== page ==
The epoxy compounds included in the coating compositions of the invention will contain an average of at least 1.2 epoxy groups per molecule. The preferred epoxy compounds for use in this invention are the relatively high molecular weight condensation products formed between bisphenol A and epichlorohydrin. Scores of such compounds are commercially available with the currently preferred epoxy compound being a compound having the properties of the commercial product sold by the Shell Chemical Company under the trade name Epon 1004. Another suitable epoxy compound is the digilycidyl ether of tetrachlorobisrphenol A which can be prepared by the method disclosed in US. 3,074,974. The polyglycidyl ethers of low molecular weight polyols such as ethylene glycol and glycerine also are eminently suitable for use in the invention. Yet another suitable class of suitable epoxy compounds consists of the epoxidized novolak resins.

A wide variety of aminopulast resins can be employed in the coating compositions of this invention. Ordinarily, it is possible to employ any aminoplast resin of the types that are employed in conjunction with alkyd resins in the manufacture of baking enamel. The currently preferred aminoplast resins are the methyl ethers of hexamethylomelamine. Various butylated melamine and urea resins are also very useful.

The coating compositions of this invention will consist of the resin components dissolved in a suitable solvent therefor. Virtually any of the common solvents can be employed, subject to the obvious limitation that the sol vent must dissolve the polyester resin, the epoxy resin and, if employed, the aminoplast resin to be included in the coating composition. Typical solvents that can be employed include methyl ethyl ketone, carbitol acetate (carbitol being the monoethyl ether of diethlene glycol) n-butanol, sec-butanol, methyl isobutanol ketone, amyl acetate, dioxane, etc. 1

As earlier noted, plasticizers frequently are included in the coating compositions of the invention. Common plasticizers which are suitable for use in this invention include tricresyl phosphate, dioctyl phenyl phosphate, dioctyl phthalate, dioctyl adipate and didecyl phthalate. In addition to the foregoing, virtually any of the common and well known ester type plasticizers may be employed.

To obtain short curing cycles for the coating compositions of the invention, it is desirable to include therein a curing catalyst of the type commonly employed for the epoxy resins. The prime examples of such curing catalysts include the amines such as diethylene triamine, triethylene tetramine, benzyl dimethyl amine, pyridine, ethyl amine, 2,4,6-tris(dimethylaminomethyl) phenol, etc. Other of the known epoxy resin curing catalysts also can be employed, such as the boron trifluorideamine complexes.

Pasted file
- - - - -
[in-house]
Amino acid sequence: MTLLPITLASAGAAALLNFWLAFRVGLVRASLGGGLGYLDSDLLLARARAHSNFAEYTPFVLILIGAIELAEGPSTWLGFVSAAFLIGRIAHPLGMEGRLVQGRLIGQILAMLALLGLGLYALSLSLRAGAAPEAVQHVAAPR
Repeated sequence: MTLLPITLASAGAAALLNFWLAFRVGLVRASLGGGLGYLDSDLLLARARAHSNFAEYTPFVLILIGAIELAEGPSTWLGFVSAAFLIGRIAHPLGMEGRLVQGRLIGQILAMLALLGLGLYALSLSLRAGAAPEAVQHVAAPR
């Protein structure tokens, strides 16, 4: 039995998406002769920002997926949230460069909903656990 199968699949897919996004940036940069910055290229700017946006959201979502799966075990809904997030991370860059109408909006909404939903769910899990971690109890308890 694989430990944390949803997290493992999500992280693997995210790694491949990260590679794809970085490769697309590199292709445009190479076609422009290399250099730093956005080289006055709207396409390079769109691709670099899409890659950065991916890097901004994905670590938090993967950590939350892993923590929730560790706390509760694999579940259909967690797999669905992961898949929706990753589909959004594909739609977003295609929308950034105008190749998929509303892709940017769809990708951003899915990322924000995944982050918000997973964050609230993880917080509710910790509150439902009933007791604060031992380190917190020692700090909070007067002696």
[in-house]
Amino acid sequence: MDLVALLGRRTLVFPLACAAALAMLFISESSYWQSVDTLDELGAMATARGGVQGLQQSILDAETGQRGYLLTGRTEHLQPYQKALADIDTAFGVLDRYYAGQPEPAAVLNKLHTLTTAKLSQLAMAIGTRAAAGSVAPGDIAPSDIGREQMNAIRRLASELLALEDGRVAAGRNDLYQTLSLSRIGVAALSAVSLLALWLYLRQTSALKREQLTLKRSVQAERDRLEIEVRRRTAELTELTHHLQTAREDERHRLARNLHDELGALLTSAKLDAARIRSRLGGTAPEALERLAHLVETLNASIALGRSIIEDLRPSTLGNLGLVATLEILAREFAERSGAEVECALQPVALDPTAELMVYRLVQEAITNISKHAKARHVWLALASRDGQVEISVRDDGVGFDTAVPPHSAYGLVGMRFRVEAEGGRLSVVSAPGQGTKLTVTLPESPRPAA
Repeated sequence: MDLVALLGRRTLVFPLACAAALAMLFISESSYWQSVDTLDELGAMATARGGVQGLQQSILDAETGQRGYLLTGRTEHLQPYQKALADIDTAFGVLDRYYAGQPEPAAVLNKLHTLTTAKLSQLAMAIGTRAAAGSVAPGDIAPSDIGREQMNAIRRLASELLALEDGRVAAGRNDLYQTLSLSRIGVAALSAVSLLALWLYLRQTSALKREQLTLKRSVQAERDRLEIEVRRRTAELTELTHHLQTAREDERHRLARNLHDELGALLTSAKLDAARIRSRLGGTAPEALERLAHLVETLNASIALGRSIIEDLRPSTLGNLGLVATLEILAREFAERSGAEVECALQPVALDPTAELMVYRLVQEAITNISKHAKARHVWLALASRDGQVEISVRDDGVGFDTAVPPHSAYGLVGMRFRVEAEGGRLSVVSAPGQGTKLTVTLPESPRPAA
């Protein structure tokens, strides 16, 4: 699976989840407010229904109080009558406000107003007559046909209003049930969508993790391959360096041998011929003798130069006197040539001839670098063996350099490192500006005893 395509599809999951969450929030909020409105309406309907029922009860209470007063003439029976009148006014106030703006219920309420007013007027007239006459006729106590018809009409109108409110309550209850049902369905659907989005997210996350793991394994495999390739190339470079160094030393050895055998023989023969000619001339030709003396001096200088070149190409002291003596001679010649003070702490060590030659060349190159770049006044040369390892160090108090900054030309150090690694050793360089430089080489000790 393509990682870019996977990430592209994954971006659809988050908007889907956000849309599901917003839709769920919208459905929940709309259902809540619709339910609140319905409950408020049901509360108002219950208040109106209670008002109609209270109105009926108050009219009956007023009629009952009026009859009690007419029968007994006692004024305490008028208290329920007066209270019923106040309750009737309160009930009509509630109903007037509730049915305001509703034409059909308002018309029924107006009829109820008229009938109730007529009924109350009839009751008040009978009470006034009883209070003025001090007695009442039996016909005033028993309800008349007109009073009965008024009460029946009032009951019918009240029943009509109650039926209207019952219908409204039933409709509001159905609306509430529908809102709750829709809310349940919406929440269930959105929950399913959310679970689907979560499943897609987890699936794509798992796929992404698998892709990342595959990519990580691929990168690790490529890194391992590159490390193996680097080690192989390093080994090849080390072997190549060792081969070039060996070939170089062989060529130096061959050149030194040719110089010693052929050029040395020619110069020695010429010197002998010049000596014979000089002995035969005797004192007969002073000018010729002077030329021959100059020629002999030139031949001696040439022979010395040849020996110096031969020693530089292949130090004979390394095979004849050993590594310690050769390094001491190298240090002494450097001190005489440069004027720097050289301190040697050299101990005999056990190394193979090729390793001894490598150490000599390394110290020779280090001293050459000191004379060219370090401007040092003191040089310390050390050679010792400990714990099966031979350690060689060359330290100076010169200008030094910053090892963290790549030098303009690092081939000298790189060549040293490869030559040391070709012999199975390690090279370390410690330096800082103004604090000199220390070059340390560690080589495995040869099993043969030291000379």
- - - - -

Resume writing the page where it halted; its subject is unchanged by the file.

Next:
In addition to the components previously set forth and described, the coating compositions of this invention can contain additional components of the type commonly employed in coating compositions. For example, the coating compositions may be colored with either oil or spiritsoluble colors or pigments such as carbon black, titanium dioxide, and the common pigments included in baking enamels. Stabilizers, anti-oxidants, anti-static agents, anti- 7 skinning agents and the like, may be employed if desired.

The polymers that can be coated with the coating compositions of the present invention are members of the following groups:

(A) Homopolymers of ethylene,

(B) Ethylene interpolymers containing at least 50% polymerized ethylene,

(C) Homopolymers of propylene,

(D) Homopolymers of styrene,

(E) Styrene interpolymers containing at least 50% polymerized styrene,

(F) Polycarbonates,

(G) Homopolymers of vinyl chloride,

(H) Vinyl chloride interpolymers containing at least 50% polymerized vinyl chloride,

(I) Nylon,

(J) Cellulose acetate,

(K) Cellulose propionate,

(L) Cellulose butyrate,

(M) Melamine-formaldehyde resins, and

(N) Phenol-formaldehyde resins.

The ethylene homopolymers that may be coated can be of the conventional high pressure type or the socalled linear type. In general any ethylene homopolymer having a density in the range of about 0.915 to 0.97 may be employed. The ethylene interpolymers that may be employed can be essentially any of the known ethylene interpolymers containing at least 50 weight percent of polymerized ethylene. Typical examples of such ethylene interpolymers include interpolymers of ethylene with vinyl acetate, methyl acrylate, methyl methacrylate, ethyl acrylate and the like. The propylene homopolymers that may be employed are the isotactic type that are prepared using the so-called Ziegler-type catalysts. The styrene homopolymers that may be employed are those of the type widely used commercially and that are prepared by either mass, emulsion or suspension polymerization methods. Styrene interpolymers that are particularly suitable for use in the invention include the so-called rubber modified styrene polymers which have high impact strength. Other suitable styrene interpolymers include styrene-acrylonitrile interpolymers and the so-called ABS polymers in which a styrene-acrylonitrile polymer is modified with a diene rubber to improve its impact strength. The polycarbonates that may be employed are the commercial products which are sold under the trade names of Lexan and Merlon.